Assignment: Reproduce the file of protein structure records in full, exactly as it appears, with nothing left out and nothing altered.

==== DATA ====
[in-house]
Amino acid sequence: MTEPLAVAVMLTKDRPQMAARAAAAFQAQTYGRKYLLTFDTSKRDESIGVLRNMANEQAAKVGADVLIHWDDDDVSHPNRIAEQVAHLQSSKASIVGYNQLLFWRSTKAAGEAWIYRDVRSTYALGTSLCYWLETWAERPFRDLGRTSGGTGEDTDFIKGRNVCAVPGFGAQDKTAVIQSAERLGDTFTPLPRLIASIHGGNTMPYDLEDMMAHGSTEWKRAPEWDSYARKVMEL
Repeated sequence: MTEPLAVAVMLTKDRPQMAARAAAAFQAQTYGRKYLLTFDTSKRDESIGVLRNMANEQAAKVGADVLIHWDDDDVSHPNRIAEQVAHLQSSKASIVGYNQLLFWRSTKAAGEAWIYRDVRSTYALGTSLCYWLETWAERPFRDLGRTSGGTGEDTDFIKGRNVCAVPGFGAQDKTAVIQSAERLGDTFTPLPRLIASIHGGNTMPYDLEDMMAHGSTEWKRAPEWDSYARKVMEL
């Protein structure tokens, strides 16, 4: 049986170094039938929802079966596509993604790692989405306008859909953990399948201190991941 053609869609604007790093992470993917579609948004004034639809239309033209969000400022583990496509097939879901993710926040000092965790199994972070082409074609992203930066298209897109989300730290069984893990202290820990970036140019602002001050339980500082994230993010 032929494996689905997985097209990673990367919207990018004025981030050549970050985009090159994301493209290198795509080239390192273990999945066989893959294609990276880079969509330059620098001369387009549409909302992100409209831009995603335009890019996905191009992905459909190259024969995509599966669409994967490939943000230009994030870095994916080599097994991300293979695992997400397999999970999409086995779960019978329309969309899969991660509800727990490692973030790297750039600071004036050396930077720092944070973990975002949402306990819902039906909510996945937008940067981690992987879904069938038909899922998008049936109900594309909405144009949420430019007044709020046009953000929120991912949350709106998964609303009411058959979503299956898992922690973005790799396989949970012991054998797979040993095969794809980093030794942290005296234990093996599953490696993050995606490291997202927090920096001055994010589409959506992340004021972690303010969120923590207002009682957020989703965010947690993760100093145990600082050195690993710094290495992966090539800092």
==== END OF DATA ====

[in-house]
Amino acid sequence: MTEPLAVAVMLTKDRPQMAARAAAAFQAQTYGRKYLLTFDTSKRDESIGVLRNMANEQAAKVGADVLIHWDDDDVSHPNRIAEQVAHLQSSKASIVGYNQLLFWRSTKAAGEAWIYRDVRSTYALGTSLCYWLETWAERPFRDLGRTSGGTGEDTDFIKGRNVCAVPGFGAQDKTAVIQSAERLGDTFTPLPRLIASIHGGNTMPYDLEDMMAHGSTEWKRAPEWDSYARKVMEL
Repeated sequence: MTEPLAVAVMLTKDRPQMAARAAAAFQAQTYGRKYLLTFDTSKRDESIGVLRNMANEQAAKVGADVLIHWDDDDVSHPNRIAEQVAHLQSSKASIVGYNQLLFWRSTKAAGEAWIYRDVRSTYALGTSLCYWLETWAERPFRDLGRTSGGTGEDTDFIKGRNVCAVPGFGAQDKTAVIQSAERLGDTFTPLPRLIASIHGGNTMPYDLEDMMAHGSTEWKRAPEWDSYARKVMEL
């Protein structure tokens, strides 16, 4: 049986170094039938929802079966596509993604790692989405306008859909953990399948201190991941 053609869609604007790093992470993917579609948004004034639809239309033209969000400022583990496509097939879901993710926040000092965790199994972070082409074609992203930066298209897109989300730290069984893990202290820990970036140019602002001050339980500082994230993010 032929494996689905997985097209990673990367919207990018004025981030050549970050985009090159994301493209290198795509080239390192273990999945066989893959294609990276880079969509330059620098001369387009549409909302992100409209831009995603335009890019996905191009992905459909190259024969995509599966669409994967490939943000230009994030870095994916080599097994991300293979695992997400397999999970999409086995779960019978329309969309899969991660509800727990490692973030790297750039600071004036050396930077720092944070973990975002949402306990819902039906909510996945937008940067981690992987879904069938038909899922998008049936109900594309909405144009949420430019007044709020046009953000929120991912949350709106998964609303009411058959979503299956898992922690973005790799396989949970012991054998797979040993095969794809980093030794942290005296234990093996599953490696993050995606490291997202927090920096001055994010589409959506992340004021972690303010969120923590207002009682957020989703965010947690993760100093145990600082050195690993710094290495992966090539800092």